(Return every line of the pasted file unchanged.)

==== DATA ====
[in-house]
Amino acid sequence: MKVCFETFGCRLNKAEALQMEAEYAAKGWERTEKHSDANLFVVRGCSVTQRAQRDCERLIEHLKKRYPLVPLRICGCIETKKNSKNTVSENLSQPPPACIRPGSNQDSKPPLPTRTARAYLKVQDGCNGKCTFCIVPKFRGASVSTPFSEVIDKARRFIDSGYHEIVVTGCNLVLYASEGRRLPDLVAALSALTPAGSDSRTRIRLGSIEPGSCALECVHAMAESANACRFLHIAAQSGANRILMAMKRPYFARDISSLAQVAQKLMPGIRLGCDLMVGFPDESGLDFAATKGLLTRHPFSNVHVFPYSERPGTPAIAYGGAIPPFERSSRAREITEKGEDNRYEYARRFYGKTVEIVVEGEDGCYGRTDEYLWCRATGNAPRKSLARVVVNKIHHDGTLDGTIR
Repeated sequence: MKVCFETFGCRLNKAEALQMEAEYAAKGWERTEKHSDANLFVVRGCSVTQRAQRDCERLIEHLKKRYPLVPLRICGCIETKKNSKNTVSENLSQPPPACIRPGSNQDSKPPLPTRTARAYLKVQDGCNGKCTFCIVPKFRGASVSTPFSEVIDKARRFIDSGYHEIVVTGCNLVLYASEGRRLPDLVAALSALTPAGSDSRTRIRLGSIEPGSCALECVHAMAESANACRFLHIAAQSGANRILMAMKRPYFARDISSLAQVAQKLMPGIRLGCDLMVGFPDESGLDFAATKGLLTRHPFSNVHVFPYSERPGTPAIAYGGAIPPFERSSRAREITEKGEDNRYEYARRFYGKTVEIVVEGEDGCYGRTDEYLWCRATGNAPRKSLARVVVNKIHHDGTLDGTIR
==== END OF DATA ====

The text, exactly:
[in-house]
Amino acid sequence: MKVCFETFGCRLNKAEALQMEAEYAAKGWERTEKHSDANLFVVRGCSVTQRAQRDCERLIEHLKKRYPLVPLRICGCIETKKNSKNTVSENLSQPPPACIRPGSNQDSKPPLPTRTARAYLKVQDGCNGKCTFCIVPKFRGASVSTPFSEVIDKARRFIDSGYHEIVVTGCNLVLYASEGRRLPDLVAALSALTPAGSDSRTRIRLGSIEPGSCALECVHAMAESANACRFLHIAAQSGANRILMAMKRPYFARDISSLAQVAQKLMPGIRLGCDLMVGFPDESGLDFAATKGLLTRHPFSNVHVFPYSERPGTPAIAYGGAIPPFERSSRAREITEKGEDNRYEYARRFYGKTVEIVVEGEDGCYGRTDEYLWCRATGNAPRKSLARVVVNKIHHDGTLDGTIR
Repeated sequence: MKVCFETFGCRLNKAEALQMEAEYAAKGWERTEKHSDANLFVVRGCSVTQRAQRDCERLIEHLKKRYPLVPLRICGCIETKKNSKNTVSENLSQPPPACIRPGSNQDSKPPLPTRTARAYLKVQDGCNGKCTFCIVPKFRGASVSTPFSEVIDKARRFIDSGYHEIVVTGCNLVLYASEGRRLPDLVAALSALTPAGSDSRTRIRLGSIEPGSCALECVHAMAESANACRFLHIAAQSGANRILMAMKRPYFARDISSLAQVAQKLMPGIRLGCDLMVGFPDESGLDFAATKGLLTRHPFSNVHVFPYSERPGTPAIAYGGAIPPFERSSRAREITEKGEDNRYEYARRFYGKTVEIVVEGEDGCYGRTDEYLWCRATGNAPRKSLARVVVNKIHHDGTLDGTIR